Sweet Nothing by Calvin Harris ft. Florence Welch
The video for ‘Sweet Nothing’, the fifth single from Calvin Harri’s album ’18 months’ and Harris’ first collaboration with Florence Welch from Florence and the Machine, opens with visual loneliness. Harris can be seen eating nervously at a diner bathed in blue light. A suit and tie Florence Welch is striding down red halls in the backroom of a working men’s club. There is a cinematic expectancy in this video, and ‘Sweet Nothing’ does not actually start playing until nearly one minute in, preceded by its own title overlaid on the screen. But once the song finally begins the video comes to life: Florence belts out the solemn lyrics as Harris is shown hurrying away from ever present dangers, including flash blacks to a fight he had with his girlfriend at home, and a hectic scene of violence when a group of men stop Harris down dangerous streets and beat him up for his monkey. Harris’ trademark beats don’t fully start until moments of panic and hurt for the characters, while Florence’s vocals lull the video back into the soft company and sadness of the song.
Sweet Nothing was filmed in just two days at a local working men’s club in Dalston London. The video was directed by frequent Harris collaborator Vincent Haycock, who has directed previous videos for singles ‘Flashback’, ‘Feel So Close’, and ‘Bounce’.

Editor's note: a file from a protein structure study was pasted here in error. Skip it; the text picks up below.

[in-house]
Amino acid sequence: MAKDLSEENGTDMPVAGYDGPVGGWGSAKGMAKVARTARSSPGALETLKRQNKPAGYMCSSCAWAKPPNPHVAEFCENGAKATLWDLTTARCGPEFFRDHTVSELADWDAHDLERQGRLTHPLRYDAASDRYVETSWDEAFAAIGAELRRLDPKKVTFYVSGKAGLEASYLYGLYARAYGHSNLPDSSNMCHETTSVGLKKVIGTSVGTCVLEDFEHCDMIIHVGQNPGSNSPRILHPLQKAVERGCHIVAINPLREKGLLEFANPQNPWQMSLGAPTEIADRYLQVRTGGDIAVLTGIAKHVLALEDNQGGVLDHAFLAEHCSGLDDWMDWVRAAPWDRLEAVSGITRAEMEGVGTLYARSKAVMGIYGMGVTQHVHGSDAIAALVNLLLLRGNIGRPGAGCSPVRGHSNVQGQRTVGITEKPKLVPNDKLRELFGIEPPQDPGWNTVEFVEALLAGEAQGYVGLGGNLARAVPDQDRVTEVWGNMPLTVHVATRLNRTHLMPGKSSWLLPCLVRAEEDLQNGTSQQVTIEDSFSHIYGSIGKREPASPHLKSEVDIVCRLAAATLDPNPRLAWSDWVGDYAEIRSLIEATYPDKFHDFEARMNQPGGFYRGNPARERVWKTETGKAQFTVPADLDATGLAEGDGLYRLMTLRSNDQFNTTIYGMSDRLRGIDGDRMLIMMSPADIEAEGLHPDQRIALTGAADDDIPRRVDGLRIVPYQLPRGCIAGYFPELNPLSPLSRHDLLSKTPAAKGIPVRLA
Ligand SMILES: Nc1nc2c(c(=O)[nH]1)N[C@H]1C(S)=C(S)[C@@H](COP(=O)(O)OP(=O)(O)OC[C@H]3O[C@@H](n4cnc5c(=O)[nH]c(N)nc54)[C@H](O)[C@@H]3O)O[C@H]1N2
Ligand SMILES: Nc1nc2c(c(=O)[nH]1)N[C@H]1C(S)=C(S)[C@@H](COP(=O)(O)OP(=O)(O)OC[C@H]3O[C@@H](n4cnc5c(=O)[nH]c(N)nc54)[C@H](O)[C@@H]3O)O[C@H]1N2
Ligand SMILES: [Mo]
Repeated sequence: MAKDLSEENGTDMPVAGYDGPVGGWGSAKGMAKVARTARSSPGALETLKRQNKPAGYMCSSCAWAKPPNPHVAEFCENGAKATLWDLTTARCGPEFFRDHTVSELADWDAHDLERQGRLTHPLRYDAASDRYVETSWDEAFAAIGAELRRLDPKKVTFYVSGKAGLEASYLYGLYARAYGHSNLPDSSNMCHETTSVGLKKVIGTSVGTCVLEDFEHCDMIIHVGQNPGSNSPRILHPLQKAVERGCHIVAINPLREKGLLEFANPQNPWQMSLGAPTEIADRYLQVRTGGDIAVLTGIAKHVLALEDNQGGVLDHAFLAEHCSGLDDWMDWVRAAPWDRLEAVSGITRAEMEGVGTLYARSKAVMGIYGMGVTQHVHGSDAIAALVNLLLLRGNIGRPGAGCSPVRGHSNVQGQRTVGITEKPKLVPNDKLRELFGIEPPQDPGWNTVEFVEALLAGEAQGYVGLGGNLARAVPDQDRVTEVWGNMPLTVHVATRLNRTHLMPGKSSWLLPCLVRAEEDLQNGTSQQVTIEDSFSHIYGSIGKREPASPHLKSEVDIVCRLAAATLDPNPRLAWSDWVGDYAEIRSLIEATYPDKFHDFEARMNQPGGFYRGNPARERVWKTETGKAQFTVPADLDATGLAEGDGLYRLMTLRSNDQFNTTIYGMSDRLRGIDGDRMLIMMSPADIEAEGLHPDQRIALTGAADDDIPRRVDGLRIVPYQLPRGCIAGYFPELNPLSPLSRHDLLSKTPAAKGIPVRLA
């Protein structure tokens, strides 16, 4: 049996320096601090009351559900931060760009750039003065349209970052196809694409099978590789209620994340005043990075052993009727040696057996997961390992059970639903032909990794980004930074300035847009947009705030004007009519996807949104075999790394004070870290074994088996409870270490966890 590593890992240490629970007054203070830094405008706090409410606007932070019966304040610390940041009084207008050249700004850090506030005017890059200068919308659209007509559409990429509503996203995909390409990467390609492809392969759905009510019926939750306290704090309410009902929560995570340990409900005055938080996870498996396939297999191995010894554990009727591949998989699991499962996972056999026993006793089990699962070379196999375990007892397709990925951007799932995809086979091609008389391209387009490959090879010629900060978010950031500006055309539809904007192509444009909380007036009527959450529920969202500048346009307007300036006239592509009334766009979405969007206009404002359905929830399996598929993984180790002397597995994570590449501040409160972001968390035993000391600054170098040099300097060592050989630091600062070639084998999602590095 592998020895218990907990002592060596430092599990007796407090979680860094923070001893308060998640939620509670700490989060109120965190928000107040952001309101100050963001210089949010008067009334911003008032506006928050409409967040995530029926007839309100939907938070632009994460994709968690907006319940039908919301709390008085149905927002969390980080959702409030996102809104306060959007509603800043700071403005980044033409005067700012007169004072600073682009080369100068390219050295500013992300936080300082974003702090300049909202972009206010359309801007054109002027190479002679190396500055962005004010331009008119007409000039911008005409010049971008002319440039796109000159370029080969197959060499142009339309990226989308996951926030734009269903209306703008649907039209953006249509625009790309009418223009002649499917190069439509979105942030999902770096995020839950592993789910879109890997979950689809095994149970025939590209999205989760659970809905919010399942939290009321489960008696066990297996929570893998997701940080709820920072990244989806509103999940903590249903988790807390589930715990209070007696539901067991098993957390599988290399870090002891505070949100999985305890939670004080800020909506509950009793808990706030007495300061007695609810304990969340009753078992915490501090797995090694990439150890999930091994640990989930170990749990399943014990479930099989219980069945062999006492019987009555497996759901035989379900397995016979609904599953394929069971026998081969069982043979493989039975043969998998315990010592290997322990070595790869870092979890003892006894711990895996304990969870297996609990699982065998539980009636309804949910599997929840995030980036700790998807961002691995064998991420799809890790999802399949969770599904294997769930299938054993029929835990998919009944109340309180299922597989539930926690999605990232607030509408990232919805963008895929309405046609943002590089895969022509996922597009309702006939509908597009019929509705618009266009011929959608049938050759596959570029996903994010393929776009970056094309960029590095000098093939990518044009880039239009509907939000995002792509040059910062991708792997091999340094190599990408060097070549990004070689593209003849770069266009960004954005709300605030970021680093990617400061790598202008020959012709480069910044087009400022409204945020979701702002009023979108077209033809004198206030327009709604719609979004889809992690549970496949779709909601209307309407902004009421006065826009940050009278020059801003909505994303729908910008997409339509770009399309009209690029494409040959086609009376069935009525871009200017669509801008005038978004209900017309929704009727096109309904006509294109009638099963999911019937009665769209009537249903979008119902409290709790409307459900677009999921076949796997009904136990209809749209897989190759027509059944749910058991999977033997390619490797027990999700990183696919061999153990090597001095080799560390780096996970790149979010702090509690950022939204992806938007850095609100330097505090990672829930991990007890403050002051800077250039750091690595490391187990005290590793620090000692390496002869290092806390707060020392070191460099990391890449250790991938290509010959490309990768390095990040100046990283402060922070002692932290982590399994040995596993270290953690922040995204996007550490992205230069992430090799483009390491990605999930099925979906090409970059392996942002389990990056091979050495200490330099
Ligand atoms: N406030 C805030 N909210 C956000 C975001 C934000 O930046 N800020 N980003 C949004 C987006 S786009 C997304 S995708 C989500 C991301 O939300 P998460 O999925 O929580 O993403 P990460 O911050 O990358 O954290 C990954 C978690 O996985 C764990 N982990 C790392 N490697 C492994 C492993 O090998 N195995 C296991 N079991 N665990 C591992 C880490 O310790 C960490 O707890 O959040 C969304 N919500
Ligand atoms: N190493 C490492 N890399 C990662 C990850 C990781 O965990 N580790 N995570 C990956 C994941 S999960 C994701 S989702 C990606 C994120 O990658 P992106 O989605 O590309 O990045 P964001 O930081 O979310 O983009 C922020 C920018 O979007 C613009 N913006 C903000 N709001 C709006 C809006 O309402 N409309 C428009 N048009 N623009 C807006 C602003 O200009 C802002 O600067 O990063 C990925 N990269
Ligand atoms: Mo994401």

It was a difficult challenge for Harris to collaborate with Florence. Harris had to jump through several loops before he was granted his collaboration, reaching Welch while she was in the middle of a tour and busy with her own music career in Florence and the Machine. When Welch accepted the offer, Harris had to scramble down a demo out of thin air for the song for Florence to record over before the song was even created.
In the Sweet Nothing video, Haycock has created a cinematic vision of dreariness and confused sensuality. The video climaxes with scenes of Florence stripping on stage as Harris comes in from the dark streets and takes a seat in the back of the working men’s club. She pulls off her ponytail and reveals herself as a stripper, who begins to perform an angry dance in physical tandem with the violence of the alleyway scenes where Harris fights back against his attackers.